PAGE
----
All that to say that it will maintain its value. Like a 15 year old Malibu

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EZSnow

Our family has Hewitt Roll-a-Dock. It would have to be a pretty sweet deal to get me to buy it. It looks from the description that he doesn't have any rolling sections. If that's the case, you couldn't pay me enough to install 124' of dock section-by-section every spring! Even with the rolling sections, you are limited as to how much weight you can carry on each roller. We've got two 16' rolling sections with one 8' in between them that forms the end of the dock, and a 16' extension toward shore. So we're 56 feet out, with two 4x8 sections mounted together as an 8x8 "L-piece". The L-piece has its own wheel so that it doesn't have to be removed to roll the dock in, but the dock must be separated in the middle to be pulled out of the water in the fall, as there is NO articulation built into the joints. We've got it down to a pretty good system with a hitch for the four-wheeler, but make no mistake about it- It's a pain.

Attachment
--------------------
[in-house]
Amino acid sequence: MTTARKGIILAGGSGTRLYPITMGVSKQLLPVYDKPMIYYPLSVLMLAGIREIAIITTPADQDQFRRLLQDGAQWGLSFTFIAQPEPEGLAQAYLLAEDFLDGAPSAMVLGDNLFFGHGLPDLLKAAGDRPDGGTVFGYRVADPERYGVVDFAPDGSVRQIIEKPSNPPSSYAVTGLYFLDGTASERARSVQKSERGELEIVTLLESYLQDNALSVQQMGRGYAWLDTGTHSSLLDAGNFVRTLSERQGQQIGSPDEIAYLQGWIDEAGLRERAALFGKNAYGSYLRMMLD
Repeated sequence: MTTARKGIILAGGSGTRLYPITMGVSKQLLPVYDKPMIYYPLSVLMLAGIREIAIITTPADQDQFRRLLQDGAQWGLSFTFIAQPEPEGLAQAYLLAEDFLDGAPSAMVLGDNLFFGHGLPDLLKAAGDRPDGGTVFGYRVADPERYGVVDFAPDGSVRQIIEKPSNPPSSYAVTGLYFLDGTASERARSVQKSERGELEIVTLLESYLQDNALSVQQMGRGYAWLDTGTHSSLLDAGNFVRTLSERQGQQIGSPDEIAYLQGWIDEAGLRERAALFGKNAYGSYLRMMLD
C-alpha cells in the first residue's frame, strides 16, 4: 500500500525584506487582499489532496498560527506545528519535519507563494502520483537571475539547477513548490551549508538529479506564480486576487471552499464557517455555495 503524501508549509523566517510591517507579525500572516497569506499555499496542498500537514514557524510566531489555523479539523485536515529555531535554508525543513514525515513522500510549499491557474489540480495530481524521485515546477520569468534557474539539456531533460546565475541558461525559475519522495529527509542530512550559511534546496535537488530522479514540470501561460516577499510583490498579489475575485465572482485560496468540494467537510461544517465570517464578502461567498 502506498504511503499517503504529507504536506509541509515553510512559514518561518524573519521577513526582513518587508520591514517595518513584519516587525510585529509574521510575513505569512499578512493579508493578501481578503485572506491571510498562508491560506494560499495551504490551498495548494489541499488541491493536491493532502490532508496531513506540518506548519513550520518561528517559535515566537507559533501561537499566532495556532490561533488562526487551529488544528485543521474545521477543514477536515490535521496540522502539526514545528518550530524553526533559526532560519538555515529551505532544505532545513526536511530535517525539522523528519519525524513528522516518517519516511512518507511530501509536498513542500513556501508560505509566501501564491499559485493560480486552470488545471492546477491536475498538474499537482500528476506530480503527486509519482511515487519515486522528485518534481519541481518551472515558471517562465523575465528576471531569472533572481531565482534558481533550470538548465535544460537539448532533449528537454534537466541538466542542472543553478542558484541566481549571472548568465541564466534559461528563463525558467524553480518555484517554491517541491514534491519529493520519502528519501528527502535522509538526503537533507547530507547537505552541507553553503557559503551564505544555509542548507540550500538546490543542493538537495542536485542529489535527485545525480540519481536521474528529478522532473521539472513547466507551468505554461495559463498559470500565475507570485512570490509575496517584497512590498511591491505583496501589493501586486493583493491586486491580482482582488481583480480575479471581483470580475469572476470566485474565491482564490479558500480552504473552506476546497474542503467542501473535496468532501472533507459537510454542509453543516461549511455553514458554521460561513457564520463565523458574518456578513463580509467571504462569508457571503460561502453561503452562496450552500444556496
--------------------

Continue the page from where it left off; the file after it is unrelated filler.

Otherwise, it's a fairly modular system with lots of accessories that can be added. You can make just about anything you want to, as long as you figure out how to break it down every fall. I guess the possibility remains that you don't have to pull your equipment every fall, in which case... none of the above matters and I just wasted 5 minutes of bandwidth!

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dock